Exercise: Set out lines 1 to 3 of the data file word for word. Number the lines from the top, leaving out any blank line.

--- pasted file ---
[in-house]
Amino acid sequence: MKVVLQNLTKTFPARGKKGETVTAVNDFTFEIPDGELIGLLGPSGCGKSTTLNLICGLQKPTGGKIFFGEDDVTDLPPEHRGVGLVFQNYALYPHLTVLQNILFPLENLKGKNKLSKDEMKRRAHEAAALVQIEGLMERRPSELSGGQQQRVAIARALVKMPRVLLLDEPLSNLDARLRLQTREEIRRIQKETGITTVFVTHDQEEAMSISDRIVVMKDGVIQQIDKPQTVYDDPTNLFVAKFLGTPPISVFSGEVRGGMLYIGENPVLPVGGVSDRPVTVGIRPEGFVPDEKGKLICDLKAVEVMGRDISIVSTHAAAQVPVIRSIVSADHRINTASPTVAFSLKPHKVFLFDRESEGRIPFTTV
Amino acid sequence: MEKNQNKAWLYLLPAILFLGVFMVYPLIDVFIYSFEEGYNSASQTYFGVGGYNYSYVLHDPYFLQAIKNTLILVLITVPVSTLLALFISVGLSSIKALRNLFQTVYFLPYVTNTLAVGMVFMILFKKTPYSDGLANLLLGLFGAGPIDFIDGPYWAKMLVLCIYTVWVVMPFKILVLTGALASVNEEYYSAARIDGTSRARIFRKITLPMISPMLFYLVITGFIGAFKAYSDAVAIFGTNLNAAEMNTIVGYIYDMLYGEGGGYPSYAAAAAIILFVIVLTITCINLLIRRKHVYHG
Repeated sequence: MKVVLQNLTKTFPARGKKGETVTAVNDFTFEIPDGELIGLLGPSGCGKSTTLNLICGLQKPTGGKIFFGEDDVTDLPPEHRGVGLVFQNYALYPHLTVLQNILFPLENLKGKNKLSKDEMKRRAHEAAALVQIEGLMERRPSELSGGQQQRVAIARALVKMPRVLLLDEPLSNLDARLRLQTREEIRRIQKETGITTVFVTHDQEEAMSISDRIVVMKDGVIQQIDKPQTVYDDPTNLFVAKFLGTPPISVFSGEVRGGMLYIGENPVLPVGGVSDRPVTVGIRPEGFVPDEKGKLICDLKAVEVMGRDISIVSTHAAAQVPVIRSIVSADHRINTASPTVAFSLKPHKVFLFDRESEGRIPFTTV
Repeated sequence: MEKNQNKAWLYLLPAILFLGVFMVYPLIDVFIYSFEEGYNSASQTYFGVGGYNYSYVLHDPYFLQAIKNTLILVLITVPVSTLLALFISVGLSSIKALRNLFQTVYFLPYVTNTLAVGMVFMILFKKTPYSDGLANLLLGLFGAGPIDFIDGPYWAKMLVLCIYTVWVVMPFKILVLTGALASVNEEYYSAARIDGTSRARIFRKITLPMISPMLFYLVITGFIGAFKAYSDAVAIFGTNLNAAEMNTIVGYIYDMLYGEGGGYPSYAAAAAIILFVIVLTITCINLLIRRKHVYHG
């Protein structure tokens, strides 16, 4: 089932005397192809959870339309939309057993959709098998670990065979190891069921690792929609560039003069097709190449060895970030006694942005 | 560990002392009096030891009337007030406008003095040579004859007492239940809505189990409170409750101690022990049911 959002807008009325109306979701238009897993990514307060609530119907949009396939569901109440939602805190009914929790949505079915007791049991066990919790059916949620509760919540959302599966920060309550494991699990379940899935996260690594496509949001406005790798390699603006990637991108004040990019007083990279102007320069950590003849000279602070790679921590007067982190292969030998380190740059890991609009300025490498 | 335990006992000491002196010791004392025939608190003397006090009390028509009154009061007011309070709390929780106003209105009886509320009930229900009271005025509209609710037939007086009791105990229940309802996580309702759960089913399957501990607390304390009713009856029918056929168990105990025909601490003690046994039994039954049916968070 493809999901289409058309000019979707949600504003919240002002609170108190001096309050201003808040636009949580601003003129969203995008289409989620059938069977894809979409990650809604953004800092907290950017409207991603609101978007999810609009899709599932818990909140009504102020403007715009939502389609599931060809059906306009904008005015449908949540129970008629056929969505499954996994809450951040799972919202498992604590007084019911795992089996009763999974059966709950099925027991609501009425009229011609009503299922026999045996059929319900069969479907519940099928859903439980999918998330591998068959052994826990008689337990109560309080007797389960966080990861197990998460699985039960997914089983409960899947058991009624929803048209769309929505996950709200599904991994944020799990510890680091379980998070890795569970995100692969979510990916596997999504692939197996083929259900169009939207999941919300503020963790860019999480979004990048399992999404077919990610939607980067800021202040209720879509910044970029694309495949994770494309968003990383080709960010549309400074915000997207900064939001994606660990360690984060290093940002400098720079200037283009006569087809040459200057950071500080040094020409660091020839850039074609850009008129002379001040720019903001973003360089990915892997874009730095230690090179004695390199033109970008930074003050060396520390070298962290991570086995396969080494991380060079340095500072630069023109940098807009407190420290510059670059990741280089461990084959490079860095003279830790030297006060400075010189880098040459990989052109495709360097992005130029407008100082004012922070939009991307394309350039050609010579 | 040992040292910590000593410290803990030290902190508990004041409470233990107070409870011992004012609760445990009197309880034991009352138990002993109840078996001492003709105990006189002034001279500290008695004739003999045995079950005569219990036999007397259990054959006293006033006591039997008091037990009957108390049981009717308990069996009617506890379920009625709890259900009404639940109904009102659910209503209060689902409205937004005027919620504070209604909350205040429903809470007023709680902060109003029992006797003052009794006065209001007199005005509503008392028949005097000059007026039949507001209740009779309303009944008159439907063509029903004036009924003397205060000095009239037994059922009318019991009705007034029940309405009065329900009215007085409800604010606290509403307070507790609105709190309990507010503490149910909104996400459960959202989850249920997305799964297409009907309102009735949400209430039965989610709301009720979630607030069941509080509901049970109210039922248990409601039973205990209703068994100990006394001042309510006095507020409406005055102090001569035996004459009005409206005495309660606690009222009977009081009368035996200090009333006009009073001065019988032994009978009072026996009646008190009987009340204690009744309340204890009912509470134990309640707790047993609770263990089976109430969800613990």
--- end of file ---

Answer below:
[in-house]
Amino acid sequence: MKVVLQNLTKTFPARGKKGETVTAVNDFTFEIPDGELIGLLGPSGCGKSTTLNLICGLQKPTGGKIFFGEDDVTDLPPEHRGVGLVFQNYALYPHLTVLQNILFPLENLKGKNKLSKDEMKRRAHEAAALVQIEGLMERRPSELSGGQQQRVAIARALVKMPRVLLLDEPLSNLDARLRLQTREEIRRIQKETGITTVFVTHDQEEAMSISDRIVVMKDGVIQQIDKPQTVYDDPTNLFVAKFLGTPPISVFSGEVRGGMLYIGENPVLPVGGVSDRPVTVGIRPEGFVPDEKGKLICDLKAVEVMGRDISIVSTHAAAQVPVIRSIVSADHRINTASPTVAFSLKPHKVFLFDRESEGRIPFTTV
Amino acid sequence: MEKNQNKAWLYLLPAILFLGVFMVYPLIDVFIYSFEEGYNSASQTYFGVGGYNYSYVLHDPYFLQAIKNTLILVLITVPVSTLLALFISVGLSSIKALRNLFQTVYFLPYVTNTLAVGMVFMILFKKTPYSDGLANLLLGLFGAGPIDFIDGPYWAKMLVLCIYTVWVVMPFKILVLTGALASVNEEYYSAARIDGTSRARIFRKITLPMISPMLFYLVITGFIGAFKAYSDAVAIFGTNLNAAEMNTIVGYIYDMLYGEGGGYPSYAAAAAIILFVIVLTITCINLLIRRKHVYHG